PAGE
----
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Discussion Starter · #1 ·
Hi all. I am in the due diligence period for a house that was inspected yesterday. I had the opportunity to go over the state of the place while the inspector was doing his thing. I wanted to ask for some insight on an issue with a problematic opening between the two main roos=ms in the front of the house. There is a "beam" spanning the full width of the main room that joins the fireplace/living room with the kitchen. The roof support beams/members look to be resting on top of whatever this structural member(s) is that is encased in plaster board. That support beam is sagging 1.5 inches lower at the center than what is measured where that "beam" meets the walls. There are cracks in the beam's plaster, and what looks like pinching in the plaster at the top center.
It looks as if somebody decided to remove a wall that once divided that living room and the kitchen. If so, I suppose they neglected to properly engineer a supporting member required to span that new 17 foot wide opening. Obviously we can't really know what is going on under there without getting into that plaster... but it sounds hollow, rather than there being one thick solid wooden beam under the plaster.
My question is.... Is the easiest/least costly solution here to put back a supporting wall to provide the support necessary to hold that roof in place? Maybe even just a 5-6 foot long section of wall at the center? Maybe replace half of the wall, only having half of the opening into the other room.
It is a 1952 flat roof (very low pitch) house.
What do you all think?




 

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retired framer
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If the walls are not showing cracks around the beam, you might assume there is enough support for the weight they carry.
So the hidden beam is to small for the load and may be a little destructive but simple enough to make stronger.
Open concept was also being done in mid century modern houses, so it could be original to the house.
So before adding a wall for support you would want to be sure there is support below the floor for that.
Did you check the roof for a corresponding dip, or has the roof been corrected for slope from above.
What ever you do could change things at the roofing that might need attention at the same time.
 

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It looks as if somebody decided to remove a wall that once divided that living room and the kitchen.
That's exactly what happened. Once you open the sheetrock you can see how serious it is. Simplest solution would be a decorative column in the middle ... or a bookshelf or room divider.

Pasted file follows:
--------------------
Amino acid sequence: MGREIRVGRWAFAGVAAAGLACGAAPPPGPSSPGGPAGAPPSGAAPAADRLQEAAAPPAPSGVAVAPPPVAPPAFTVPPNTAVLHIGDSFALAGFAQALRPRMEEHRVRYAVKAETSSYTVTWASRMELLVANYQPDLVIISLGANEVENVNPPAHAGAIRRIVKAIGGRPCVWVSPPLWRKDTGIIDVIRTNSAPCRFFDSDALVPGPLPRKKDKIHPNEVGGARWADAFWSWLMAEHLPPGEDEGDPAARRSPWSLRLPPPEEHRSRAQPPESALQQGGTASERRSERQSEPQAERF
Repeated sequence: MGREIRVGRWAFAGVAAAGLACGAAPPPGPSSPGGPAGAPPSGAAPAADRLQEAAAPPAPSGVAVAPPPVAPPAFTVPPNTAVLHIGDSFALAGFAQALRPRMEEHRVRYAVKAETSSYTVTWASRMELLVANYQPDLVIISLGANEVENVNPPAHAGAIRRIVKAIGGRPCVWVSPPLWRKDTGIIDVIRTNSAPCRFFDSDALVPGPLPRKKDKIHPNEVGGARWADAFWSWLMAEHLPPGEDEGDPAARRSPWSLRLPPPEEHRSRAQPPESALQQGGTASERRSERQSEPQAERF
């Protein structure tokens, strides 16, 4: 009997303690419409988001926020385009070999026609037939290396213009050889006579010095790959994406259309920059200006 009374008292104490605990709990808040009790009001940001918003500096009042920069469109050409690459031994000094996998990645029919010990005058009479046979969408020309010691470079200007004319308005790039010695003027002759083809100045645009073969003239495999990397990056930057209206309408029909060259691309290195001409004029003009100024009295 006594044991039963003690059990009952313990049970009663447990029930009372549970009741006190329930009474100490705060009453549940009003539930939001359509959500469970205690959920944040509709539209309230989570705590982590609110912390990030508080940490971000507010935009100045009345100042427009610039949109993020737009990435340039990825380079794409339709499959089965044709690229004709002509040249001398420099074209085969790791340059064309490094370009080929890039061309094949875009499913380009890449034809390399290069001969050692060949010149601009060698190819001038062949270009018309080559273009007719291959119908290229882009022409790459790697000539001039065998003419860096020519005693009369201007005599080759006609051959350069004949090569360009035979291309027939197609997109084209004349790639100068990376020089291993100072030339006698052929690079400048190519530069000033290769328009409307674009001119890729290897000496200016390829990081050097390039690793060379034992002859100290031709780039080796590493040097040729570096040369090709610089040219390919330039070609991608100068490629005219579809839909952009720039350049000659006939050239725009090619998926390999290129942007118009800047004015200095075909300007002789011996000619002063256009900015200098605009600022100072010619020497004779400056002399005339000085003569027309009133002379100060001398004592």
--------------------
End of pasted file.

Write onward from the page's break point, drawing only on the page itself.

I would use that as a negotiating point ... ask about if the work was permitted, inspected, etc. It’s a potentially serious item.
 

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Discussion Starter · #4 ·
Thanks, Nealtw & HFE
I don't see major cracking in walls at beam ends... though I see little crack fixing/patching done at the one end that terminates close to the top of the window, which may be from quakes... California desert. As for the roof... I personally did not get on the roof. Inspector did. Still waiting on report. It is an older tar/gravel membrane roof? Looks like torch, but much more grainy. Can't tell... didn't get up there. I have a pic shot from side. Can't really make out from the angle about a corresponding dip in the roof. The roof is pretty much shot. Neighbor told me it hasn't been replaced since 1970's. Just patch work. Inspector said as much... roof is past prime. As you can see... roof is pretty darn flat, typical of a 50's California desert house we see out here. Anywho, if it is just the hidden bean that is likely too small for the load... what, besides a supporting wall/post, would be a way to strengthen that beam? Or would a new engineered beam be needed? That, I would think, would be the costliest?
Pics:



 

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retired framer
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If the roof is at end of life and maybe in need of replacement then I think with some investigating it would be fixable one way or other. Of coarse, I would be looking for a fair discount for things that the seller is already aware of.